Recent experiences made me go back to look at a little gem of a book from 1780, which encapsulates much from the trinitarian-unitarian debates in England c. 1689-1780.
It is obvious that there were plenty of wordy hotheads back then too, and yet it was in some ways, because of the Enlightenment, less of a reason-hating era. So, there were many interesting, sometimes even mutually respectful arguments, and David James, a Baptist minister, had read most of them. And, he pulled this off without coming to hate any of those involved.
It’s a bit depressing how little has changed since then, except for the worse! Obfuscation and confusion abound, for many reasons, and the positions James clearly lays out are oftentimes not clearly distinguished in people’s minds. The book is a testament to plain speaking, brevity (102 pages!), real and not feigned modesty, and unpretentious reasoning.
Eventually, you find out what his view is. Put you have to read carefully for it, and it comes towards the end. He explains his fairly simple, scriptural grounds for rejecting the other views, but he rejects those views without trashing them or those who believe them.
In a way, he thinks that these theories make less of a practical difference to the Christian life than some suppose. (pp. 72-6) And he has an interesting Appendix on worship and idolatry. (77-102) In the end, he thinks that scripture is sufficient to guide Christian worship, and that Christians should be careful in going beyond what is written. (40, 102) Like many early modern Protestants, he’s wary of appeals to mystery, the memory being fresh of Catholics appealing to mystery in defense of transubstantiation. (49, 68)
Is it a perfect book? No. For my part, I’m not persuaded by all of his arguments, and he doesn’t consider all the possible views, or all the views which are out there nowadays. Still, it’s a worthy little book, and deserves to be read. Here are some of his words from near the start of the book:
It is well known, that the doctrine of the Trinity, from the fourth century to the present time, has been the occasion of much debate and enmity among Christians.
…Christians are not yet agreed whether the one God whom the worship be one person, or three persons, or neither, but one essence; whether Jesus Christ be a mere man, or Almighty God and Man united in one person; or neither, but a super-angelic spirit made flesh; whether the Holy Ghost be a distinct spirit from the Father and the Son, or a mere attribute and energy of the Father.
Perhaps the divine being has permitted these differences as a part of men’s trial; that the lazy and implicit believer might be discriminated from the serious and inteligent enquirer, and that christians, in maintaining their several opinions of the trinity, might have an opportunity of exercising the virtues of meekness and candour, toleration and benevolance towards each other. To accomplish this desirable end, [in this book] the several tenets of Tritheists, Sabellians, Trinitarians, Arians, and Socinians are made to pass in review before the reader. The advantage proposed from this review is the attainment of a precise and determinate idea of what the doctrine of the trinity is in itself, as received by those who have been generally approved for their learning and soundness; and what the extremes are on either side of it. It is certain, there are many among the unlearned who are very zealous for the doctrine itself, without any specifick idea of what it is; while those who have such ideas… run into the extremes… many of those who use the same orthodox terms to express the doctrine, entertain opposite notions of it.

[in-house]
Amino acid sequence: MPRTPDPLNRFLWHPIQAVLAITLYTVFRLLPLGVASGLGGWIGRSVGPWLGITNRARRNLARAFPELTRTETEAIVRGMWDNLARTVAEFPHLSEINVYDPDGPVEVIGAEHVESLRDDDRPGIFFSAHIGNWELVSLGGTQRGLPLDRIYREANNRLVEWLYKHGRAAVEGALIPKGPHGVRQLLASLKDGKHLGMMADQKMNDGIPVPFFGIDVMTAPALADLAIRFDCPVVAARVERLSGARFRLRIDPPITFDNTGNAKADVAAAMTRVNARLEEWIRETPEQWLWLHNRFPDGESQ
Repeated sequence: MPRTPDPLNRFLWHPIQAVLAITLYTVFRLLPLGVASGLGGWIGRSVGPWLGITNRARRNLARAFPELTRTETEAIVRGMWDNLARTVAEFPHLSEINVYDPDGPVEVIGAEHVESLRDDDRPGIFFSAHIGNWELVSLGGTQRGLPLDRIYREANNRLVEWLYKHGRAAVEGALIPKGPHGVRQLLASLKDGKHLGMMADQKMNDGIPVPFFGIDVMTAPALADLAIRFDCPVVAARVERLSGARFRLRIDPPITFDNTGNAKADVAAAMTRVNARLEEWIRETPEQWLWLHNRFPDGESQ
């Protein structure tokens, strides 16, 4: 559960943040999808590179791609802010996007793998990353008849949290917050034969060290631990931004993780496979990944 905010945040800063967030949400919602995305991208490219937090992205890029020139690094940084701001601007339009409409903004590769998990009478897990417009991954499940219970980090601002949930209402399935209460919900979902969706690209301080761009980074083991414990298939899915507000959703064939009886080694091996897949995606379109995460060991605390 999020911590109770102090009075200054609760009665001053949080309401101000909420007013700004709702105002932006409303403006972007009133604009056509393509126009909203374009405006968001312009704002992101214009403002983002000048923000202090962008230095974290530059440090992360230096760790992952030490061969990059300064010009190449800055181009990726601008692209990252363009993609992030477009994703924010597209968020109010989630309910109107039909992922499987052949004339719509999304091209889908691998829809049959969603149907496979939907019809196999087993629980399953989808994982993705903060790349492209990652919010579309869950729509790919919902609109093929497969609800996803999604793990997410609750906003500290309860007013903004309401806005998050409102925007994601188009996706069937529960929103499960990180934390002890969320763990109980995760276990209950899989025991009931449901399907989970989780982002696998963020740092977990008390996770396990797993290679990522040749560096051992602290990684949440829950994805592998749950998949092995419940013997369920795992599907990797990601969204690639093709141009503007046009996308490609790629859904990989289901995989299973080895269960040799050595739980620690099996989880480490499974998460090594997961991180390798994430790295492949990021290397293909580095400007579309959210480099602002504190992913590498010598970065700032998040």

…The great difficulty is to keep clear of these several extremes in our ideas of the Trinity. If this difficulty were perceived, in a perspicuous manner, it seemed probable to the author, it would do more towards promoting a spirit of candour and benevolence among christians of different opinions on the subject under consideration, than a thousand pious exhortations, however just and proper, to that end. …In the apprehension of the author, it seems hardly possible for a person of an ingenious, unbigotted, and intelligent mind, who clearly perceived the facility of erring… could seriously believe that all who were not of his persuasion were either fools, or knaves, and that, without doubt, they should perish everlastingly.
The controversy relating to the Trinity is become very voluminous. …the truth of God needs not passionate invectives and malignant reproaches for its support and defence. The wrath of man worketh not the righteousness of God. The end of the commandment is charity. Every man is to examine and judge in the best manner he can for himself, as every man is to stand or fall to his own master. “The lowest understanding,” (to use the words of Dr. Dodderidge) “the meanest education, the most contemptible abilities, may suffice to give hard names, and to pronounce severe censures; a harsh anathema may be learnt by heart, and furiously repeated by one that could scare read it, and as was in the truth the case in some ancient councils, may be signed by those that cannot write their Names.” (David James, A Short View of the Tenets of Tritheists, Sabellians, Trinitarians, Arians, and Socinians: Intended to assist plain Christians in forming a general Idea of the principal Opinions held on the Trinity, and of the Difficulties attending them, and to promote Candour and Charity among those who differ in their Apprehensions of that Subject, pp. 5-11, bold added)
How’s that for a title?